Spent the week working on the TEntropy Detector. Added a few different metrics that will be used to determine the most suitable/appopriate combination of metrics (by trial and error). Choosing the correct metric would allow transforming the samples into a time-series of average entropy values, and these will be used to detect anomalies. Worked on converting the characters and started implementing a buffer to store the characters as they are added.
Some of the warts data files are downloading from the latest scamper run on planetlab.
The scamper warts file analysis methods have been further developed to analyse the successors of load balancing interfaces to find separate diamonds that are based on the same divergence point. As well as this counts have been carried out of destinations found, traces with the maximum limit of packets and both together. In particular analysis of the vantage point with a higher setting of the probing maximum has been carried out.
The Internet Simulator runs have not completed. It may be necessary to check that the limit on the number of traces carried out has worked correctly.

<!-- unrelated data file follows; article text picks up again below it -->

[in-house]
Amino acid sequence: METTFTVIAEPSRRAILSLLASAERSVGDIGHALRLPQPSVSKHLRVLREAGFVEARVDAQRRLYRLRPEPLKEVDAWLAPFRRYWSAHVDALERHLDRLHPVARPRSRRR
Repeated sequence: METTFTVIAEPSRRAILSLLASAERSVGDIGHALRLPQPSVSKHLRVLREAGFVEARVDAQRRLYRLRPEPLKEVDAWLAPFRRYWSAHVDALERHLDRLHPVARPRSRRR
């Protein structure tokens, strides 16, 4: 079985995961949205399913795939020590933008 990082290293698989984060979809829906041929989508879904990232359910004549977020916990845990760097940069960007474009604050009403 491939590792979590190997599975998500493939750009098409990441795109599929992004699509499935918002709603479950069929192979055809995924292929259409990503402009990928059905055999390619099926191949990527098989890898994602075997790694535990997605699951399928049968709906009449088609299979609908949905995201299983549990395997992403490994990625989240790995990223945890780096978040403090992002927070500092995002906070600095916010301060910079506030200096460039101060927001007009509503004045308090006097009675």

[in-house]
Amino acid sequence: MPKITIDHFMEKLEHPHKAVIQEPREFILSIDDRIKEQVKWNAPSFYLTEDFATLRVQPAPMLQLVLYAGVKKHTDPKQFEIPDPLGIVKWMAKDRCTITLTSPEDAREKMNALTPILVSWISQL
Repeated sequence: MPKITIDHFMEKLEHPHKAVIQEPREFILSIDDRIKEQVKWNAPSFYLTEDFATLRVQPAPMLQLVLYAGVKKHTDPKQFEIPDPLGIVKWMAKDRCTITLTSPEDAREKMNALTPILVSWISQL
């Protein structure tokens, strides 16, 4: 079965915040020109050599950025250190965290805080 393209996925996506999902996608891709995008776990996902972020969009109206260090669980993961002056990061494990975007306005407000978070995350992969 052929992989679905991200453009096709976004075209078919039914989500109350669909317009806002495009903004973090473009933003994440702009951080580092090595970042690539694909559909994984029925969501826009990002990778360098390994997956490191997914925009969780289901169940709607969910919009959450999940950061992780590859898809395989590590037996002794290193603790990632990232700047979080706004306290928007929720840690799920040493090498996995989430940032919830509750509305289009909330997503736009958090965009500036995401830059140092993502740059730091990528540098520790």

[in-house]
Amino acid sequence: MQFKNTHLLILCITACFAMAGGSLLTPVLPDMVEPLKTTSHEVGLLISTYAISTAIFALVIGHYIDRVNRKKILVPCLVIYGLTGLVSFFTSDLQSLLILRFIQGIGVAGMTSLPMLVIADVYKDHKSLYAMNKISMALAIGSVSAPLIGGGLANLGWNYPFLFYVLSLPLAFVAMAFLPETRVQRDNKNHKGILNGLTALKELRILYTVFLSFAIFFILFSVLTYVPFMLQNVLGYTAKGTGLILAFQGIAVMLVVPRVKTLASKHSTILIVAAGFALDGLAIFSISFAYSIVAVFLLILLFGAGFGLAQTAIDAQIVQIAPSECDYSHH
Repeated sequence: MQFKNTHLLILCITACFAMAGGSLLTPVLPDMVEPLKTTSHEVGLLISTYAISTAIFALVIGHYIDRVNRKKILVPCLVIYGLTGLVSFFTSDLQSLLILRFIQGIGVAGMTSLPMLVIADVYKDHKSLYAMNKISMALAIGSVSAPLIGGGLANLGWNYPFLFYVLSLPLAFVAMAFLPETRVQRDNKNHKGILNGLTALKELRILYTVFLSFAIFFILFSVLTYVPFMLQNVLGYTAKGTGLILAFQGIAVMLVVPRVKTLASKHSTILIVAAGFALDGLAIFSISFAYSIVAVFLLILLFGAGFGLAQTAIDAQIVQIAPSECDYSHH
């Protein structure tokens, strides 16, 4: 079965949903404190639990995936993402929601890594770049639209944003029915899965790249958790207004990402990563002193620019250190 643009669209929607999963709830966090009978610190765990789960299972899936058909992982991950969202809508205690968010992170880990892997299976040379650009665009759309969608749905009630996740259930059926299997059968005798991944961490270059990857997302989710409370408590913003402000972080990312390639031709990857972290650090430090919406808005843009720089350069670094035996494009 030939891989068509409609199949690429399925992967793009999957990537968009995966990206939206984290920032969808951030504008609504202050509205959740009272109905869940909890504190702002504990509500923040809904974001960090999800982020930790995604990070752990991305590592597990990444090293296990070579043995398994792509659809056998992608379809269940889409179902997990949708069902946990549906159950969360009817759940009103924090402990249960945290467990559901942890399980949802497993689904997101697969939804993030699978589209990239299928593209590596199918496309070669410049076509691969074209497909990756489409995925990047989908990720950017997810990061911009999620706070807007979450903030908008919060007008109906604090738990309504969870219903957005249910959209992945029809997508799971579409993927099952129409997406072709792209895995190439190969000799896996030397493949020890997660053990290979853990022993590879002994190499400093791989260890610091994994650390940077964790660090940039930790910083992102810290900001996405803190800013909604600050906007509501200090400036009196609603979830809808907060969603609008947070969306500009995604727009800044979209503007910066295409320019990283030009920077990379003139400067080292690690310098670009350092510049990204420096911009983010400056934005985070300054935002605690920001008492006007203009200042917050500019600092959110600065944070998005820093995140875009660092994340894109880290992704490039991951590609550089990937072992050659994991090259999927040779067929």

Initial compilation of the slides for the student conference has been carried out. In particular data from the new Caida and Planetlab results has been collected.
Spent a lot of time working on performance improvements to the web
interface, in particular the matrix and how it communicates to the
backend. It was previously creating a new connection to NNTSC to fetch
every cell it displayed, which was quite slow. The NNTSC backend already
supported querying data for multiple streams at once, but this needed to
be exposed to the rest of the code along the datapath. It can now query
data for any number of streams from a single collection.
Fixed the way that a single bin of the most recent data was being
queried to not use the regular binning code - modulo maths on the
timestamp could cause two half full bins to be created, of which we
would use the first. This should mean that the data on the matrix is now
slightly more accurate and quicker to respond to changes.
Installed the new amplet code on the REANNZ perfsonar machines and used
the install to document the process, with a few notes for more work that
the postinst scripts should do to make it easier. Started to work on a
simple method to fetch test schedules from within measured itself, to
help manage schedules on machines that are otherwise outside of our